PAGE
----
The first Italian settlers in LA were mostly from Northern Italy: Piedmont, Lombardy, Tuscany, and Genoa. Immigrants from Southern Italy, especially Sicily, Calabria and Puglia, started arriving mostly after the 1900s. (Fun fact: the many fishermen who arrived from Ischia settled in the port of San Pedro, just south of L.A. - if you look up the last names in Ischia and San Pedro, you will find many are the same.)
Between 1860 and the early 1900, L.A. became the wine capital of the country, producing large amounts of wine. Many of the wineries were located on Olvera Street, which was originally known as Vine Street. Many Italians became successful winemakers, including Secondo Guasti, “a total American dream story,” Gatto told me, recounting his story. Arriving from Italy with three of his paesani and a dollar in his pocket, he began working as a cook on Olvera Street, then got into the wine business. Convinced he would find water in the dry terrains of Rancho Cucamonga, east of Los Angeles, he bought land there, found the water, planted vineyards, and created the Italian Vineyard Company, which would become the world’s largest winery of the time, shipping all the way to Europe, and making Guasti one of the world’s richest men. Today, a California town in the area, Guasti, is named after him.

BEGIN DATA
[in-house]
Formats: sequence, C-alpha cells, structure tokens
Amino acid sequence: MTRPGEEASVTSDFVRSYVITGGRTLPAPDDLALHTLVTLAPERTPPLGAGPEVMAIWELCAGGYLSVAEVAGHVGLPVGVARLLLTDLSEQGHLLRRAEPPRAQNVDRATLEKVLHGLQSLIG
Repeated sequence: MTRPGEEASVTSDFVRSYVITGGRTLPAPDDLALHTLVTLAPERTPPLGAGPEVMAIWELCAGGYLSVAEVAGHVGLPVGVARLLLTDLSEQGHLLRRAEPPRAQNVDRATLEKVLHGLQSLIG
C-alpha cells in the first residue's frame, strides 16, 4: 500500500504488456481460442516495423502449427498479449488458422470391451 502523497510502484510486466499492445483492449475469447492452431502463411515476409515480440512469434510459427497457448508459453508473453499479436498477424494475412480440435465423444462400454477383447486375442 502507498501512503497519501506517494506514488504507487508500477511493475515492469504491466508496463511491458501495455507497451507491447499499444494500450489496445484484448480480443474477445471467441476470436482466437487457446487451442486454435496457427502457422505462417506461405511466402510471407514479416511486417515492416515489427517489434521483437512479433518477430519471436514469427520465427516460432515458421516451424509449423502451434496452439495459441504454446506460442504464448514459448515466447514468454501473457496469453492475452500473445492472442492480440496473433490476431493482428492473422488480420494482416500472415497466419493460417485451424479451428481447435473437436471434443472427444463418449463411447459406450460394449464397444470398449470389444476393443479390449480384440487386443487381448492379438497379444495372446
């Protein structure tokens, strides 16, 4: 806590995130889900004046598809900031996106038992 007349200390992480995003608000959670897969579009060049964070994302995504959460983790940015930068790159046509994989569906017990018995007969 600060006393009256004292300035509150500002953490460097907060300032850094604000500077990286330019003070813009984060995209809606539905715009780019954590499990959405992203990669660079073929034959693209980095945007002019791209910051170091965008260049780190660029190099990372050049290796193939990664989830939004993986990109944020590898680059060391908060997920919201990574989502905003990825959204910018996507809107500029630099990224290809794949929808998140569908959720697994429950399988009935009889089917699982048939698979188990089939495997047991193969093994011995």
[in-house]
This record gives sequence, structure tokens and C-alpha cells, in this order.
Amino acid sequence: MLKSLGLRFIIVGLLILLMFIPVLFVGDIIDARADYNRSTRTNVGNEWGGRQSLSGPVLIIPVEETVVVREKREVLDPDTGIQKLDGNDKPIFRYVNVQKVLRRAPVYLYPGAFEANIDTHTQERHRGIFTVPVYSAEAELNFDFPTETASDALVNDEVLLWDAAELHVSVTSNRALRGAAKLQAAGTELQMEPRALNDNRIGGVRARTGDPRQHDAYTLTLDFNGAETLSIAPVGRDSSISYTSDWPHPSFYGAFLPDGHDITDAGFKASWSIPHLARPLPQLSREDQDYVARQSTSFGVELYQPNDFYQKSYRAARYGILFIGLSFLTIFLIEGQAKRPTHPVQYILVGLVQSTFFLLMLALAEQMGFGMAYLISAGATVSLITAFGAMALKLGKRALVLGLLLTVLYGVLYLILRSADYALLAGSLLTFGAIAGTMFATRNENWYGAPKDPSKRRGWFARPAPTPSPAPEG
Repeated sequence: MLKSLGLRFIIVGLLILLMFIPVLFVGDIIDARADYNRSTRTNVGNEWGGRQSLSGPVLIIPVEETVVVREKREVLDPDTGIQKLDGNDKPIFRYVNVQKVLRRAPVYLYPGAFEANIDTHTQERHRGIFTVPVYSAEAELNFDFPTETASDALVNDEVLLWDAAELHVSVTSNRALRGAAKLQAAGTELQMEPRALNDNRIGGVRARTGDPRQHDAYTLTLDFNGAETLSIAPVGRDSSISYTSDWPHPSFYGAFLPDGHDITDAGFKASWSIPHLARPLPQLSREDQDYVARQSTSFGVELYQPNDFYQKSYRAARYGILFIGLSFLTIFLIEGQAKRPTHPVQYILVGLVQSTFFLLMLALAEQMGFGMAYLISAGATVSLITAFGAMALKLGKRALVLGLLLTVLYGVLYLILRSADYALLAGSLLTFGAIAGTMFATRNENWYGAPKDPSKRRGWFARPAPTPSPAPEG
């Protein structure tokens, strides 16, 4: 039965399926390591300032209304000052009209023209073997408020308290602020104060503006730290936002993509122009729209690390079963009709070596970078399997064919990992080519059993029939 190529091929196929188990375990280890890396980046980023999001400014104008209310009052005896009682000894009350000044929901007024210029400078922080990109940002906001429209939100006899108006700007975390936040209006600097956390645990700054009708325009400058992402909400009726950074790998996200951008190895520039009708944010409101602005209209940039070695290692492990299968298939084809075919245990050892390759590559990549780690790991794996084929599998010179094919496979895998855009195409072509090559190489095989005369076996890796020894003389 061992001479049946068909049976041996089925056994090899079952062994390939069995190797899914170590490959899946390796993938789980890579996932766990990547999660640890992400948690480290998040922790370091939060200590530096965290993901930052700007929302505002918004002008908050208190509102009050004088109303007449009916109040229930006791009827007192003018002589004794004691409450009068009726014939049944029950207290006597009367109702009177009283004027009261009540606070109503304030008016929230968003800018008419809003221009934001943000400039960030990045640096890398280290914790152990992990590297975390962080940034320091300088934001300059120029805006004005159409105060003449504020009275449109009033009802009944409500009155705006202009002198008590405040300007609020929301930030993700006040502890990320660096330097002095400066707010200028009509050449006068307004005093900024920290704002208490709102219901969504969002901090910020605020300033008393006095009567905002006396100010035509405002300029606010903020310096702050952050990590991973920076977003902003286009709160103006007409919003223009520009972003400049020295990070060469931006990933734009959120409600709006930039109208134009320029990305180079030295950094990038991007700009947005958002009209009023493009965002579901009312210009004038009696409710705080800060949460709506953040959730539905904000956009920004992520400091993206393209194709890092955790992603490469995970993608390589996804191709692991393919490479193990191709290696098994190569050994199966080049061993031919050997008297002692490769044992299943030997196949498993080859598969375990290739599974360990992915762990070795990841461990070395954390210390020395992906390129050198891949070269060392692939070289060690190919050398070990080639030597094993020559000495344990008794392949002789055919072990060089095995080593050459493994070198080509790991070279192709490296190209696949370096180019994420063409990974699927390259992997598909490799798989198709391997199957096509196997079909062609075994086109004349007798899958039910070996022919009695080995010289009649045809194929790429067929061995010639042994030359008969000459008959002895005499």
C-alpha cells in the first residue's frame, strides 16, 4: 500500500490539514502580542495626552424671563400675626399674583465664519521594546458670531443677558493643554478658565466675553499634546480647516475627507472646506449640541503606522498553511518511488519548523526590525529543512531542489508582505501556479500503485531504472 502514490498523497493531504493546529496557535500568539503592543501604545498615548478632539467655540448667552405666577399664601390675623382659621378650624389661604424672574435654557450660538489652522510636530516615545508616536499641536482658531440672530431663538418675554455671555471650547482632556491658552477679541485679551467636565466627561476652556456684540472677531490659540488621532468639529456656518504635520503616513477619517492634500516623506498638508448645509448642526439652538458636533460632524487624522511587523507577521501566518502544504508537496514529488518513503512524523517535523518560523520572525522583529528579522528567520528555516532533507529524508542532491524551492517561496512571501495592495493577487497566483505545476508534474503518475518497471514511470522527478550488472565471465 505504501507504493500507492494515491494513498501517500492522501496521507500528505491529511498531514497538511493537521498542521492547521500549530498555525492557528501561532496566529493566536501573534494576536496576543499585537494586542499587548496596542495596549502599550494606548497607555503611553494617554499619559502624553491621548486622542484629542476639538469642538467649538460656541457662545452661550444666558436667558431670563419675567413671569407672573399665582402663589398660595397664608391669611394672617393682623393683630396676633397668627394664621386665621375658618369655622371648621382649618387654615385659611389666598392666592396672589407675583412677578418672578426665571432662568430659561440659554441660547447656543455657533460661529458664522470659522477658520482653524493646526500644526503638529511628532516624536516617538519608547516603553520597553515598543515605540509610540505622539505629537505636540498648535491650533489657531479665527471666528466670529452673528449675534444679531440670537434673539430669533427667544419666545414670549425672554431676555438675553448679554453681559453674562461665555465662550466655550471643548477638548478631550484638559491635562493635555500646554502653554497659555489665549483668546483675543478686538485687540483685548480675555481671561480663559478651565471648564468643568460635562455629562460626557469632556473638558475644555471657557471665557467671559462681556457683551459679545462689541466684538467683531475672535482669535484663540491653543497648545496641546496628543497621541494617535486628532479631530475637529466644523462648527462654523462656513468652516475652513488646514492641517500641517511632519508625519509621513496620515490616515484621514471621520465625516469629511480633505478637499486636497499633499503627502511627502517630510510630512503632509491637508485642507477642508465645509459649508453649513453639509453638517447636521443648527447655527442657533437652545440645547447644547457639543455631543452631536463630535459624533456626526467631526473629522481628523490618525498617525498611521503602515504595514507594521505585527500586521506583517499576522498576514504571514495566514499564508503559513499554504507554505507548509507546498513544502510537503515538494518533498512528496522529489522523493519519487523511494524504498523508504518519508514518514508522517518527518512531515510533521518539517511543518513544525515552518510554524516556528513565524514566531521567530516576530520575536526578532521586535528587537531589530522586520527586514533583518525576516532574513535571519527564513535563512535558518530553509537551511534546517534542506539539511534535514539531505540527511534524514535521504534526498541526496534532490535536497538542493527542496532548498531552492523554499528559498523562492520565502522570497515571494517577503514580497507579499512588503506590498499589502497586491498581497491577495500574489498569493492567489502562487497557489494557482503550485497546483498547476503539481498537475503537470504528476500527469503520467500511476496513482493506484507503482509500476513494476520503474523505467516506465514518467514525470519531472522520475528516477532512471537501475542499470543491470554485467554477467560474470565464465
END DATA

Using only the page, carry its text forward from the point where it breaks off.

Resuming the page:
The Italian American Museum of Los Angeles